About Your Credit Score
Before lenders make the decision to give you a loan, they have to know if you are willing and able to repay that loan. To assess your ability to repay, they look at your debt-to-income ratio. In order to assess your willingness to pay back the loan, they look at your credit score.
The most commonly used credit scores are called FICO scores, which Fair Isaac & Company, a financial analytics agency, developed. Your FICO score ranges from 350 (high risk) to 850 (low risk). For details on FICO, read more here.
Credit scores only consider the info contained in your credit reports. They never take into account your income, savings, amount of down payment, or demographic factors like sex ethnicity, nationality or marital status. Fair Isaac invented FICO specifically to exclude demographic factors like these. "Profiling" was as bad a word when these scores were first invented as it is now. Credit scoring was envisioned as a way to consider only that which was relevant to a borrower's willingness to repay a loan.
Your current debt level, past late payments, length of your credit history, and other factors are considered. Your score is calculated from the good and the bad in your credit history. Late payments lower your credit score, but establishing or reestablishing a good track record of making payments on time will improve your score.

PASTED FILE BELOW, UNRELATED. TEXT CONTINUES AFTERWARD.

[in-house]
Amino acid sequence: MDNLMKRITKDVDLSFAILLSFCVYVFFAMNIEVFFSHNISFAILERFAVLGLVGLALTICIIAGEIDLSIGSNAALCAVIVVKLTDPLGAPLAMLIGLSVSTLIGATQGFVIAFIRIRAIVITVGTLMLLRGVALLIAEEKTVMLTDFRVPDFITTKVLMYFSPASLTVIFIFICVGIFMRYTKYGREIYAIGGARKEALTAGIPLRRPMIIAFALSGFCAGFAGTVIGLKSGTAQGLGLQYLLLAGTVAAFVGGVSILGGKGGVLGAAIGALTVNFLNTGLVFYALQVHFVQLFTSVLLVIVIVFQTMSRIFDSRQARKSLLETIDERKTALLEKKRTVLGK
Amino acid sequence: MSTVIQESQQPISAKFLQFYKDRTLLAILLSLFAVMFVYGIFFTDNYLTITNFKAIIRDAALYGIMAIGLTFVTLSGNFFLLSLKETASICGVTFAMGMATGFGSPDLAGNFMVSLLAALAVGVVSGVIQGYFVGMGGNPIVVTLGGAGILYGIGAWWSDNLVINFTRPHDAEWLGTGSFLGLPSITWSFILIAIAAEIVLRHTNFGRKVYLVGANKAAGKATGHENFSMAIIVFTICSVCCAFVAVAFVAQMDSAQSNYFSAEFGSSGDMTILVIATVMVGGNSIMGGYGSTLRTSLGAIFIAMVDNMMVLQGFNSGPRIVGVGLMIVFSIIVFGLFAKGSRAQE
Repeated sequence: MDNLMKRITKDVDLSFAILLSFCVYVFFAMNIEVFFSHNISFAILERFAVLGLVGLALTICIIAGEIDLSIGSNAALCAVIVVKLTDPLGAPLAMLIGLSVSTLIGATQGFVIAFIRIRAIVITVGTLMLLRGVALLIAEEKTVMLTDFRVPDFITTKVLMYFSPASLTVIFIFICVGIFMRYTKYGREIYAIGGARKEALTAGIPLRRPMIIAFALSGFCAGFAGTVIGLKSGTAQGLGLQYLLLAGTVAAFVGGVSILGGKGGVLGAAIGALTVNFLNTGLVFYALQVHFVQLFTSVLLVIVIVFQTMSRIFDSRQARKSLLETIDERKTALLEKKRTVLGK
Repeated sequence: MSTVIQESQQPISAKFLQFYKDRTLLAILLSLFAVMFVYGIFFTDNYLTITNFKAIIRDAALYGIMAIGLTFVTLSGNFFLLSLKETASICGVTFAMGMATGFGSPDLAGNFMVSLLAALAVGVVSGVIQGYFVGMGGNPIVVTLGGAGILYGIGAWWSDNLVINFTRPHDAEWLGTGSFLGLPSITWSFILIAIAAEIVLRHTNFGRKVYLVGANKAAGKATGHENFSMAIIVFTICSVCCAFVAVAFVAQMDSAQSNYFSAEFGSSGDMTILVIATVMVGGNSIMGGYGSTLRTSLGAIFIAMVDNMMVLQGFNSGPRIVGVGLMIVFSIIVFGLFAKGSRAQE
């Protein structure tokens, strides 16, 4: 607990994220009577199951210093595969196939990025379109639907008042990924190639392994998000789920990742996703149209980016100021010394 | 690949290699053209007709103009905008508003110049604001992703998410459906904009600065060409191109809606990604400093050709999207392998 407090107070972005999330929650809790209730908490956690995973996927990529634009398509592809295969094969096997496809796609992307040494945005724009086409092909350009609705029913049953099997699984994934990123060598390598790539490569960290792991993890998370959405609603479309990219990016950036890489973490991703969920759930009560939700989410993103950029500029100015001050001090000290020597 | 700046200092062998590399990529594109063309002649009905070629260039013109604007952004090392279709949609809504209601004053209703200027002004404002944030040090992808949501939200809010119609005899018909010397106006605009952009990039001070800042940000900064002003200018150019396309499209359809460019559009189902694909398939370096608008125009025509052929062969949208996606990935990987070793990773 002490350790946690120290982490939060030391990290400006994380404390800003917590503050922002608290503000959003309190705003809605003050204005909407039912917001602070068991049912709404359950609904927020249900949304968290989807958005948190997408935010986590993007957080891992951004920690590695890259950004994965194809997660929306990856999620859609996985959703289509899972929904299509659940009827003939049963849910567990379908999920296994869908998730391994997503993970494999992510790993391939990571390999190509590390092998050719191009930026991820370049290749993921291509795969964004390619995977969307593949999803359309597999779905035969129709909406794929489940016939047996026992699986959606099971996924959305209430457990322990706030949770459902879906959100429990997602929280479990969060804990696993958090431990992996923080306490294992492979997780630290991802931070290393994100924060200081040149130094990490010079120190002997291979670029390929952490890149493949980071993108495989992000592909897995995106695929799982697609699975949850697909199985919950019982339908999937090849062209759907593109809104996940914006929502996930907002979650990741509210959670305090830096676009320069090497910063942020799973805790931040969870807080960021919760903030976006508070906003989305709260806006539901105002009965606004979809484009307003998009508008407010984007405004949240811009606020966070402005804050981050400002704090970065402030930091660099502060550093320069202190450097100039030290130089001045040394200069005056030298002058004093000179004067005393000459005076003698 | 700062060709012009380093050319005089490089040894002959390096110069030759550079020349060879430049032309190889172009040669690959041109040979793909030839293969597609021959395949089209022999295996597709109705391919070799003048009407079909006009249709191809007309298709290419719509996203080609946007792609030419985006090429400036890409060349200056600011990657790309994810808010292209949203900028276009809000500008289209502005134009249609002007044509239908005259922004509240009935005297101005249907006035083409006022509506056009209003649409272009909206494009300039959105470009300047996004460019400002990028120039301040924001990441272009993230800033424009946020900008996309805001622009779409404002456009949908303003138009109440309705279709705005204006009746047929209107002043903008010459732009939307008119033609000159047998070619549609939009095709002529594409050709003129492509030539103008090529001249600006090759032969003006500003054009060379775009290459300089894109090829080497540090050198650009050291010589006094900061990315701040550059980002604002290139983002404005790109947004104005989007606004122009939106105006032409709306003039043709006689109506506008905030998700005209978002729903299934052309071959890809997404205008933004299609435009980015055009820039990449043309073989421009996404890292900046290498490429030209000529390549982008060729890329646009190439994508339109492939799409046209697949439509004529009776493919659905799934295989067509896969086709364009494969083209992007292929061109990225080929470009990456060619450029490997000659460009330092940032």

Your report must contain at least one account which has been open for six months or more, and at least one account that has been updated in the past six months for you to get a credit score. This payment history ensures that there is sufficient information in your credit to build an accurate score. Some borrowers don't have a long enough credit history to get a credit score. They should build up a credit history before they apply.
At Channel Mortgage LLC, we answer questions about Credit reports every day. Call us at (718) 639-9500.